Unlike the Healey 100 the Haldane has a filler-cap for the petrol tank on the rear deck. The hardtop should be provided with a recess. An original Austin-Healey 100 has the petrol filler inside the boot. To fit the hardtop I temporarily removed the filler cap from the rear deck. I tried the hardtop if it would fit the bodywork. Apart from some minor adjustments at both lower corners at the doors it fitted perfectly.

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A Haldane HD100 fitted with this hardtop. Note the recess for the filler cap.

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New front section created. Filling and sanding started. What a dust! It's like restoring my TVR Grantura....

Hardtop update.

I started the process of grinding, sanding and painting in order to achieve a good finish. This is the first attempt using spray cans. I wanted to see if the hardtop would have a good finish. It doesn't. I need to do some more work to get all the curves perfect. Especially the roof of the hardtop is not correct. I find it very difficult the get a correct shape, with correct flowing "lines" in bright sunlight.

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Simple spray to achieve a glossy finish. This allowed me to check if the surface and shape are correct.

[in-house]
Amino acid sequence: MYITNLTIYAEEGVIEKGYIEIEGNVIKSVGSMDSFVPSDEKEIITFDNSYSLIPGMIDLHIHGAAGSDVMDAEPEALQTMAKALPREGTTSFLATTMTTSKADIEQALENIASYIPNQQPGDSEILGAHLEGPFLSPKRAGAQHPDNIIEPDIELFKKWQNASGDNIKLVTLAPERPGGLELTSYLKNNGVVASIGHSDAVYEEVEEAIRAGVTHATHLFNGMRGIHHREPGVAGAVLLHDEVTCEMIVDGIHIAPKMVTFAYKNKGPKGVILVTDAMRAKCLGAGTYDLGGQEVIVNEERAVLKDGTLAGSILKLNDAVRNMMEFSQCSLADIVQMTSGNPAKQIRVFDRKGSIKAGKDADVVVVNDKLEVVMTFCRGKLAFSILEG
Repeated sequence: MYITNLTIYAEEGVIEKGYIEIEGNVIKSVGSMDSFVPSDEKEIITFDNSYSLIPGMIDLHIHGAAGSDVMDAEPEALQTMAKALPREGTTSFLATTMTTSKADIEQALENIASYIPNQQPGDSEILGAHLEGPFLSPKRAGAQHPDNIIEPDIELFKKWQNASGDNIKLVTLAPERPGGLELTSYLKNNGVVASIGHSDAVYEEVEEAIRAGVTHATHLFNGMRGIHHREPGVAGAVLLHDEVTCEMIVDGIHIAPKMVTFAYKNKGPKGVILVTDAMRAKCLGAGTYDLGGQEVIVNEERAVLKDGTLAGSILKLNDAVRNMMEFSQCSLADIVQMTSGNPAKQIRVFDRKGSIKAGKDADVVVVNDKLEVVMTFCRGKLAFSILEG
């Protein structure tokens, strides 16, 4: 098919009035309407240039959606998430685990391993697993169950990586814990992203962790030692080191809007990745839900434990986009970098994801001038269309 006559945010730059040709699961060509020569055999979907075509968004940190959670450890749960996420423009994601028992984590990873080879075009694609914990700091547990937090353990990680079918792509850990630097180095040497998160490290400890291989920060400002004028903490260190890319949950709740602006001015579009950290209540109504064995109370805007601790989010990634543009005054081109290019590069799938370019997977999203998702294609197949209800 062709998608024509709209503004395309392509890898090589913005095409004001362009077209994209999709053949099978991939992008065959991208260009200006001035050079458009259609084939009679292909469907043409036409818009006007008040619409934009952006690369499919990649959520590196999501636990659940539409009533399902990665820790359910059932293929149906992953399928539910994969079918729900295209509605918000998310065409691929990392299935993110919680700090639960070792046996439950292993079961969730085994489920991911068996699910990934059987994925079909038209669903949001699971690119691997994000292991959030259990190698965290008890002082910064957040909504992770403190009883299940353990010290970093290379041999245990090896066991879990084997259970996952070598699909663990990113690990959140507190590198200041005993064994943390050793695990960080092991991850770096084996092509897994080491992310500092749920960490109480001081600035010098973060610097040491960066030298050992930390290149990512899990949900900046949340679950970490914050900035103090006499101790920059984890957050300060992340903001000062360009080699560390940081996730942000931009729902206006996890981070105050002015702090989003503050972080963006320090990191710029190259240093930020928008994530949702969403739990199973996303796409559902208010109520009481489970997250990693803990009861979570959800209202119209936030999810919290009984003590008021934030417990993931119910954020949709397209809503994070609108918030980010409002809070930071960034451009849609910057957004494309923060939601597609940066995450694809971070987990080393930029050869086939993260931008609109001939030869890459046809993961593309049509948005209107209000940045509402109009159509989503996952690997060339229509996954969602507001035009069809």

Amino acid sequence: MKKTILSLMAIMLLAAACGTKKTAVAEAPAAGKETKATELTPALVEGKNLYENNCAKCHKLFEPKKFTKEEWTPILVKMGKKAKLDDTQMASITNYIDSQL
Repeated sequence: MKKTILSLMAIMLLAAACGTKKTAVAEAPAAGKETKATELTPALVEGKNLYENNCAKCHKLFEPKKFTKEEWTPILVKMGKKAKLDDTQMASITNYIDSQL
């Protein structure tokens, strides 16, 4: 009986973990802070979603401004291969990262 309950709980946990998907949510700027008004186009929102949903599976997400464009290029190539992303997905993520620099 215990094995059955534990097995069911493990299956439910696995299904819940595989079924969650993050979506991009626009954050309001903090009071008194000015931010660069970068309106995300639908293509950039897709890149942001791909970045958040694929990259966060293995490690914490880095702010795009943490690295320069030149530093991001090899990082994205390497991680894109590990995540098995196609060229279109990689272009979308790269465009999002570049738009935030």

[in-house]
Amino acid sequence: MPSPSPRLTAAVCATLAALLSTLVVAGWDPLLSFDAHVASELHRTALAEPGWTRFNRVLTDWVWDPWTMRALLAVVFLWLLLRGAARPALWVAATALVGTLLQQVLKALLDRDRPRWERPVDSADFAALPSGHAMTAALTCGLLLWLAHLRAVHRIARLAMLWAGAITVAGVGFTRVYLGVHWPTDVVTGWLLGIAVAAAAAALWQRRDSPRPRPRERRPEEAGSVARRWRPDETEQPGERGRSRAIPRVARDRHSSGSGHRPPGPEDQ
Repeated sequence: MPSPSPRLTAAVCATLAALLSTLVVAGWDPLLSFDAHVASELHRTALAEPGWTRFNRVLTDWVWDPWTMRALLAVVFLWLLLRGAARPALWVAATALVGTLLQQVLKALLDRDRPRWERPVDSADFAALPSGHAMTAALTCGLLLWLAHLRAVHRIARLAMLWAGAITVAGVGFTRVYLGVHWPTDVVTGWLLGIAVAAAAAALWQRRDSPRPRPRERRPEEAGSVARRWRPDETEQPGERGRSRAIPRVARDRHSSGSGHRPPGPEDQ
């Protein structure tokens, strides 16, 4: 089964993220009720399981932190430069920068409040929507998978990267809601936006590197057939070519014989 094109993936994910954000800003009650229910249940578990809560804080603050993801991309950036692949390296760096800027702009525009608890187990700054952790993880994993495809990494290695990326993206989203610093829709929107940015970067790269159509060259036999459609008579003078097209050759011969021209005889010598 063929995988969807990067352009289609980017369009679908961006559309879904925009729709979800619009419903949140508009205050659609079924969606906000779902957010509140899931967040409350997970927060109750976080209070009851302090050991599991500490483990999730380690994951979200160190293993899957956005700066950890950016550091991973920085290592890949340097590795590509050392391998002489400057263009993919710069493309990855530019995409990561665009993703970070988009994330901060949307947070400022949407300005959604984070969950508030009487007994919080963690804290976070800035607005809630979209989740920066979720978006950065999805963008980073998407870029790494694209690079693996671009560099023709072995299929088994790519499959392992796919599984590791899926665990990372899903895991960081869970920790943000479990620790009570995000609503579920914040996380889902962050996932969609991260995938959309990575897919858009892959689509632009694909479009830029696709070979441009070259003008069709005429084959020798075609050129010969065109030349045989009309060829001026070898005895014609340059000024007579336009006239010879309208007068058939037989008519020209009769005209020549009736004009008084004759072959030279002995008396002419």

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I have gone through the process of filling, sanding, painting this *&#$$#!!## hardtop so much times I lost count. At some point in time I decided the finish of the thing to be satisfactory.

The fact that this hardtop is so rare made me consider to make a good mould from it so I would be able to reproduce this hardtop. I have quite some experience with glassfibre reinforced plastic (GRP) from my TVR restorations so I gave it a go. First the terminology: the old existing hardtop would now be called the "plug". From this plug I started to create a mould. From the mould one or more new hardtops (products) can be made. The plug was first polished to a high gloss finish and this was followed by coating it with polyvinlyalcohol (PVA) so it would come out of the mould.

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Then I covered the plug with two layers of gelcoat. Gelcoat is not to be confused with topcoat. Gelcoat hardens fully on the inside, whereas topcoat hardens fully on the outside. A special gelcoat for moulds was used. This results in a very hard surface inside the mould so that several products can made from the mould.

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After the gelcoat was dry enough I added two layers of 225 gr/m2 polyester, I used a special resin for moulds that will shrink less and that allows to lay-up more layers while they are wet.

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Followed by five layers of 450 gr/m2 polyester, again using the special resin. I also made a frame from wood around the mould and added iron brackets to that which were bonded to the mould with, again, locally added polyester layers.

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After the mould dried out for a few days I turned the mould upside down and removed the plug (the old hardtop) from the mould.